U.S. District Judge Charles R. Richey ruled yesterday that the federal government can carry out its plan to close a decrepit 800-bed downtown Washington shelter for the homeless, but not before relocating its residents and devising a long-range plan "to eliminate homelessness in the nation's capital."
Government officials immediately said they would try to close the shelter at 425 Second St. NW, by their announced deadline of Aug. 31. But there was no specific indication where the estimated 600 men and women who have been sleeping there on recent nights will be housed.
Mitch Snyder, the activist whose 51-day hunger strike last fall prompted President Reagan to agree two days before his reelection to turn the shelter into a "model" facility, said flatly, "We ain't going nowhere. We will not allow this shelter to be closed.
"I'm telling the government now, 'Don't send your goons in here to remove anyone. Don't try,' " Snyder warned at a sidewalk press conference in front of the rat- and vermin-infested shelter operated by his Community for Creative Non-Violence. He added that CCNV plans to appeal the ruling.
Richey's ruling essentially hinged on his assessment that the shelter is not a fit place for anyone to live.
Secretary of Health and Human Services Margaret M. Heckler said federal officials "will immediately pursue with Mayor Marion Barry . . . and others, arrangements for the transfer of the shelter residents to alternative sites."
The District, in the past, has steadfastly refused to intervene in the protracted CCNV dispute with the federal government over the renovation of the shelter. Yesterday, Charles Seigel, a city spokesman, said the District would help in the relocation effort, but said the federal government "must find a way to take care of the people once they close the building.
"Frankly, we don't think it's going to happen" by Aug. 31, Seigel said. "We don't think it's going to be a 12-day question. That's an understatement."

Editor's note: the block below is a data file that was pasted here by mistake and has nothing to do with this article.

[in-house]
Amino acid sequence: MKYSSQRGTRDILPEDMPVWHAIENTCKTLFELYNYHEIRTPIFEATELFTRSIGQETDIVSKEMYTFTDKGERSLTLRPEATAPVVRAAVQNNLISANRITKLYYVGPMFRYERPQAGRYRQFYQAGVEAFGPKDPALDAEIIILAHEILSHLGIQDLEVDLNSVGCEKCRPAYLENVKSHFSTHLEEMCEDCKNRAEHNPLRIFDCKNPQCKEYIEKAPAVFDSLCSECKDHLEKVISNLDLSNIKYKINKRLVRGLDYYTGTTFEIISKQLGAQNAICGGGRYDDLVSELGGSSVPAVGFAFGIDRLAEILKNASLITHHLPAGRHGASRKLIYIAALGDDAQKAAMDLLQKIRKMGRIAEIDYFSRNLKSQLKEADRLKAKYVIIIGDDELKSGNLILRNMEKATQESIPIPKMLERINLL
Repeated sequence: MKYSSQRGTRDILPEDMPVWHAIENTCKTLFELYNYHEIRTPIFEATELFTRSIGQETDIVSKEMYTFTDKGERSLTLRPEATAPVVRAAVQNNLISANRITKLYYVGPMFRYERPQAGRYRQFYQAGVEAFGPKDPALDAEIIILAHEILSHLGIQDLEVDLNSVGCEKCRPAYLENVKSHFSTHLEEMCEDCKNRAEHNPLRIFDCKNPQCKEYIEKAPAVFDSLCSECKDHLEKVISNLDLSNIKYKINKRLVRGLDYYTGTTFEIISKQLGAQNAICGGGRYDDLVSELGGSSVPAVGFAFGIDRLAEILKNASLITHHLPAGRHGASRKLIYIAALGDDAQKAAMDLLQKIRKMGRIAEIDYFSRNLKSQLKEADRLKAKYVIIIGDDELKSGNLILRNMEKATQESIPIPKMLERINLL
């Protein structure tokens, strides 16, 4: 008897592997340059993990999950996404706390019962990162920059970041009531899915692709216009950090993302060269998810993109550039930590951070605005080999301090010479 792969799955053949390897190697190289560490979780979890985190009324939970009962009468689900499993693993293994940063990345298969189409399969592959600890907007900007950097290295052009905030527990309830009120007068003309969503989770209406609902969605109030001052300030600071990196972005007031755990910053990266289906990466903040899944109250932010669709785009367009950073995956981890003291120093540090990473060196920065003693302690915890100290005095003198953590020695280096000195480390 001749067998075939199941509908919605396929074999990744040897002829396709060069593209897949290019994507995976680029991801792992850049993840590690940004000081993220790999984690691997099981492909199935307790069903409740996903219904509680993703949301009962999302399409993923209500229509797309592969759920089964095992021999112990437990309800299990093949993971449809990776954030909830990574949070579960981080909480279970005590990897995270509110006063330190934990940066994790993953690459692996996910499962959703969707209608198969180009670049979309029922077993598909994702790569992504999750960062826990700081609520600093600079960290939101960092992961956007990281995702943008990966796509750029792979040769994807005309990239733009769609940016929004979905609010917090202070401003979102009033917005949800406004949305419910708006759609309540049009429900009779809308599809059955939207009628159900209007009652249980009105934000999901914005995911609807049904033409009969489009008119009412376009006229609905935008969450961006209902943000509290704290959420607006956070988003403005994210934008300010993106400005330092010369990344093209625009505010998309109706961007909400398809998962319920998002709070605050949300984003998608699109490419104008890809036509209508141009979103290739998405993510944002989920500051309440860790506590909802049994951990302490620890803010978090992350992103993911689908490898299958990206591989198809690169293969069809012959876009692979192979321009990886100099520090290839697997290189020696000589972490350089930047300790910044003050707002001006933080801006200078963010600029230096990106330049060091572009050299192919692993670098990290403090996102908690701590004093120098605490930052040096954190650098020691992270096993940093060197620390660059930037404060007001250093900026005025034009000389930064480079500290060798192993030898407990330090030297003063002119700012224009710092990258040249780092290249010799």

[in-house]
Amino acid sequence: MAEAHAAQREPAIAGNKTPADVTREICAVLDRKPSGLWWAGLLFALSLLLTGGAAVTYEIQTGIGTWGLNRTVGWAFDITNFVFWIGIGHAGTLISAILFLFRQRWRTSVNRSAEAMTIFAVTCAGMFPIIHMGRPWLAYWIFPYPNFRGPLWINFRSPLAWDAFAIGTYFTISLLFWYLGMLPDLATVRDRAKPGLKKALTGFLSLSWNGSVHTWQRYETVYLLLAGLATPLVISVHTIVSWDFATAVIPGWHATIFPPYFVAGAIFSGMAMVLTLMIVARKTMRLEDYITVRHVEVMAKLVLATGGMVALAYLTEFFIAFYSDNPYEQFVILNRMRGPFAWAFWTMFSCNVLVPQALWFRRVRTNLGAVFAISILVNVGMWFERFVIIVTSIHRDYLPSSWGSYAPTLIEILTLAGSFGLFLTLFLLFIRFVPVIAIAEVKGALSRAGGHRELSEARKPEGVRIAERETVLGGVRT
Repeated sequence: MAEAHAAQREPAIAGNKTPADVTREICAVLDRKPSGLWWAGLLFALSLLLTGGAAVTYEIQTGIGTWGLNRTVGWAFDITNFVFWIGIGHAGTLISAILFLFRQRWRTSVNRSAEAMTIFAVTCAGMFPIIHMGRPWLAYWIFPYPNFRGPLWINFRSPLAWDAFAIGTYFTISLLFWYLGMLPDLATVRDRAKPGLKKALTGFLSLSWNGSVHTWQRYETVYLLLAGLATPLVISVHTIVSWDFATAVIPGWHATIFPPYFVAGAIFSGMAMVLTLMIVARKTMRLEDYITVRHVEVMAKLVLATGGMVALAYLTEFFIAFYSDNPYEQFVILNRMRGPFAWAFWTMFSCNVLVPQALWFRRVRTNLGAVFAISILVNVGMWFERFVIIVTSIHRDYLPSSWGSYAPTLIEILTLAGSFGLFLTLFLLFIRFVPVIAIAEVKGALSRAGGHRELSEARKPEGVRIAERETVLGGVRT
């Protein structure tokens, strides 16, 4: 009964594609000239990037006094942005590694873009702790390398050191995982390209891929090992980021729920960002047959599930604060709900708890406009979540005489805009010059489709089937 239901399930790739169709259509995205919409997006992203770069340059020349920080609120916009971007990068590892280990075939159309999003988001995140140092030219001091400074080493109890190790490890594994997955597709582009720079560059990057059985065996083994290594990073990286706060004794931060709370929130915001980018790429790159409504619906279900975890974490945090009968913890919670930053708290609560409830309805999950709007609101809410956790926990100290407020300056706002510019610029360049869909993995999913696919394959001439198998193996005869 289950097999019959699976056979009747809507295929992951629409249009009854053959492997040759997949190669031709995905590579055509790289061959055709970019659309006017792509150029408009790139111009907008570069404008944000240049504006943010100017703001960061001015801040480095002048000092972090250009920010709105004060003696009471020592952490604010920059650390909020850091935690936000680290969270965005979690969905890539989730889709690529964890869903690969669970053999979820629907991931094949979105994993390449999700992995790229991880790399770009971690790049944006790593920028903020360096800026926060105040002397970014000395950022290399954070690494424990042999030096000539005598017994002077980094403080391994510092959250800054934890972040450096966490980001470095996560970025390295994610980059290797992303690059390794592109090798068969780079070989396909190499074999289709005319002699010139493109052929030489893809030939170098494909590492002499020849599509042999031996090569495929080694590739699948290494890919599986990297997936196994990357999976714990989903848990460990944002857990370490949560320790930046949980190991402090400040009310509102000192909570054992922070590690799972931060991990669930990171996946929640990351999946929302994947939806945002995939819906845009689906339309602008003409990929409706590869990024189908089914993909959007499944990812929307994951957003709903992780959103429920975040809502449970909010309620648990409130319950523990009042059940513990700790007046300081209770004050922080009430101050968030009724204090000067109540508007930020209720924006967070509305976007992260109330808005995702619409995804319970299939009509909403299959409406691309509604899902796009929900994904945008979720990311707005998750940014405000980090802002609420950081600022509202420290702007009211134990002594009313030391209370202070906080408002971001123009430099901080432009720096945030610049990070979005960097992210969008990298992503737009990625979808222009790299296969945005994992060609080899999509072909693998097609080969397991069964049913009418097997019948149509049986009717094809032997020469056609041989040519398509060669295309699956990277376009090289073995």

Seigel and Assistant U.S. Attorney Royce C. Lamberth, who defended the federal government in Snyder's suit to force the government to rehabilitate the shelter, said some of the homeless who live at the CCNV shelter might be transferred to private facilities throughout the District.
But Snyder said that "if they'd have had such an alternative to this building, we would have seen it."
The dispute over the shelter, which occupies a supposedly temporary structure built during World War II, centers on the extent of the renovations, with the government contending that Reagan's plan to create a "model physical shelter" calls for $2.7 million worth of work. Snyder and other activists said more extensive work is needed that would cost $10 million. Long negotiations between Snyder and federal officials over the work eventually ended in mutual recriminations.
While seeking to close the facility, the federal government agreed to spend the $2.7 million for the relocation of the homeless who have lived there.
The White House said yesterday that Reagan believes he has met his obligation to Snyder. "It is our understanding that Secretary Heckler and her people have tried their best to work with Mitch Snyder within the framework of the agreement," spokesman Rusty Brashear said. "It's most unfortunate that for some reason that process broke down."
Richey had previously ordered the federal government to justify its announced plan to close the shelter. In his 47-page opinion yesterday, he said the government had done so and concluded that the building "certainly does not provide a place now fit for human habitation."
The judge said the federal government was perhaps correct that homelessness is essentially a local problem. But Richey said, "That perception would not, however, justify closing this huge shelter for homeless persons without any governmental commitment to see that the residents are given adequate shelter before the winter begins."
Richey said, however, that if the government does not adequately "meet the entire needs of each and every resident" of the shelter, then CCNV could ask him to appoint a special master to oversee the relocation process.
The judge urged the District government to become actively involved in the relocation effort, but said he realized that "the problem of the homeless in this city and throughout the nation cannot be solved by the government alone. There is only enough money in the federal budget to scratch the surface.
"Nevertheless, as in the case of a ravaging flood, tornado, or hurricane, no less than the president of the United States should treat this as a national emergency, and call upon the captains of industry, health care professionals, members of the medical and psychiatric professions, and others skilled in job training and counseling in order that the full impact of the nation's resources can be brought to bear to eliminate this national disgrace," Richey said.